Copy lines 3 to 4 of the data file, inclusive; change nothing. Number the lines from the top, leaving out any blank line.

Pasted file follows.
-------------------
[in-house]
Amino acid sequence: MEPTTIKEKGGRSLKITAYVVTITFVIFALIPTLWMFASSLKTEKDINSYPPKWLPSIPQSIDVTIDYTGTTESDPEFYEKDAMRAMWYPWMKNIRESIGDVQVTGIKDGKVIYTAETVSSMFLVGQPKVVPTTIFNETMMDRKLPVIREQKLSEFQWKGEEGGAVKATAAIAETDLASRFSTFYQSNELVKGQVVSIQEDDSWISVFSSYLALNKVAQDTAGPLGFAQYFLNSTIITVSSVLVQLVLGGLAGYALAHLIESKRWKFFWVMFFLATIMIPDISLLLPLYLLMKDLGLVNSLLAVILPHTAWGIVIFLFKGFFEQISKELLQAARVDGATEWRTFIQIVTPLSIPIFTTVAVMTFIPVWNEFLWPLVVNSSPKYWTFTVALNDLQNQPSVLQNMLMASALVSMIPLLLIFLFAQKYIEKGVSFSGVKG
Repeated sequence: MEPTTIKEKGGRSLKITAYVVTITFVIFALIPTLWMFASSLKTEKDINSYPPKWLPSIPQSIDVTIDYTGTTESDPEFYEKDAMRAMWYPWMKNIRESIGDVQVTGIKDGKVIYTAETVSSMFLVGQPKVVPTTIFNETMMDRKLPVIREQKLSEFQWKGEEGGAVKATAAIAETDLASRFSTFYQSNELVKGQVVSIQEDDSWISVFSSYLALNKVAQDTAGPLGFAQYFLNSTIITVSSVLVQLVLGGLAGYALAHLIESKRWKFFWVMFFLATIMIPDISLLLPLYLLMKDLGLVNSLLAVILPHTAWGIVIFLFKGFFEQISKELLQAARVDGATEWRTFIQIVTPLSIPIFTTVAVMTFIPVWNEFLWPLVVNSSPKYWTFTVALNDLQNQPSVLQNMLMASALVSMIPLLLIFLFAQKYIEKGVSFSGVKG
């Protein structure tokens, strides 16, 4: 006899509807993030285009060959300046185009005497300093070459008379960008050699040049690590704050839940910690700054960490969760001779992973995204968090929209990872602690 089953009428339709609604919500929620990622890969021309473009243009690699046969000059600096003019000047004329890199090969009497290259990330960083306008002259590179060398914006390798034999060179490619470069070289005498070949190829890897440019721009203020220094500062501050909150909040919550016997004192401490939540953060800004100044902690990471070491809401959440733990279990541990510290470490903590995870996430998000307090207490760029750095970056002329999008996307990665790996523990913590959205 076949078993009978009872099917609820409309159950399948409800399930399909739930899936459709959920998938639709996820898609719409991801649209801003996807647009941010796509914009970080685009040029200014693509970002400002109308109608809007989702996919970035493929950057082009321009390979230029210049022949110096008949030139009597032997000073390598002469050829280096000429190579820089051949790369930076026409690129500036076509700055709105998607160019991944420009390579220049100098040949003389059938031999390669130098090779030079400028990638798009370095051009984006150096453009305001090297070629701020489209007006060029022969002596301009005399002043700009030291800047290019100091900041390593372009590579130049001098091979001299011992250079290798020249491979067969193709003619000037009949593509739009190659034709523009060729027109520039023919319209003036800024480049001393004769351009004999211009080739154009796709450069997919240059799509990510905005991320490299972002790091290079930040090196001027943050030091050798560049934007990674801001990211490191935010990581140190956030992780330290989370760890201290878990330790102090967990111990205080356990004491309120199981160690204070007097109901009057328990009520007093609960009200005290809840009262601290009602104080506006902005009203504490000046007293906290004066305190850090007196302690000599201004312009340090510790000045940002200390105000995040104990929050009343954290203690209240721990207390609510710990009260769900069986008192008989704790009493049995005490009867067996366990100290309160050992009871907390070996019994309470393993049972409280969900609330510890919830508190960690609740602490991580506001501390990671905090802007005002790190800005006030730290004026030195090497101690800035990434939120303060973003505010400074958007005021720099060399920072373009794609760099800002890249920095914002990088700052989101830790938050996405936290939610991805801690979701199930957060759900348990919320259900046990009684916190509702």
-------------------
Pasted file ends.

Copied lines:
Repeated sequence: MEPTTIKEKGGRSLKITAYVVTITFVIFALIPTLWMFASSLKTEKDINSYPPKWLPSIPQSIDVTIDYTGTTESDPEFYEKDAMRAMWYPWMKNIRESIGDVQVTGIKDGKVIYTAETVSSMFLVGQPKVVPTTIFNETMMDRKLPVIREQKLSEFQWKGEEGGAVKATAAIAETDLASRFSTFYQSNELVKGQVVSIQEDDSWISVFSSYLALNKVAQDTAGPLGFAQYFLNSTIITVSSVLVQLVLGGLAGYALAHLIESKRWKFFWVMFFLATIMIPDISLLLPLYLLMKDLGLVNSLLAVILPHTAWGIVIFLFKGFFEQISKELLQAARVDGATEWRTFIQIVTPLSIPIFTTVAVMTFIPVWNEFLWPLVVNSSPKYWTFTVALNDLQNQPSVLQNMLMASALVSMIPLLLIFLFAQKYIEKGVSFSGVKG
């Protein structure tokens, strides 16, 4: 006899509807993030285009060959300046185009005497300093070459008379960008050699040049690590704050839940910690700054960490969760001779992973995204968090929209990872602690 089953009428339709609604919500929620990622890969021309473009243009690699046969000059600096003019000047004329890199090969009497290259990330960083306008002259590179060398914006390798034999060179490619470069070289005498070949190829890897440019721009203020220094500062501050909150909040919550016997004192401490939540953060800004100044902690990471070491809401959440733990279990541990510290470490903590995870996430998000307090207490760029750095970056002329999008996307990665790996523990913590959205 076949078993009978009872099917609820409309159950399948409800399930399909739930899936459709959920998938639709996820898609719409991801649209801003996807647009941010796509914009970080685009040029200014693509970002400002109308109608809007989702996919970035493929950057082009321009390979230029210049022949110096008949030139009597032997000073390598002469050829280096000429190579820089051949790369930076026409690129500036076509700055709105998607160019991944420009390579220049100098040949003389059938031999390669130098090779030079400028990638798009370095051009984006150096453009305001090297070629701020489209007006060029022969002596301009005399002043700009030291800047290019100091900041390593372009590579130049001098091979001299011992250079290798020249491979067969193709003619000037009949593509739009190659034709523009060729027109520039023919319209003036800024480049001393004769351009004999211009080739154009796709450069997919240059799509990510905005991320490299972002790091290079930040090196001027943050030091050798560049934007990674801001990211490191935010990581140190956030992780330290989370760890201290878990330790102090967990111990205080356990004491309120199981160690204070007097109901009057328990009520007093609960009200005290809840009262601290009602104080506006902005009203504490000046007293906290004066305190850090007196302690000599201004312009340090510790000045940002200390105000995040104990929050009343954290203690209240721990207390609510710990009260769900069986008192008989704790009493049995005490009867067996366990100290309160050992009871907390070996019994309470393993049972409280969900609330510890919830508190960690609740602490991580506001501390990671905090802007005002790190800005006030730290004026030195090497101690800035990434939120303060973003505010400074958007005021720099060399920072373009794609760099800002890249920095914002990088700052989101830790938050996405936290939610991805801690979701199930957060759900348990919320259900046990009684916190509702």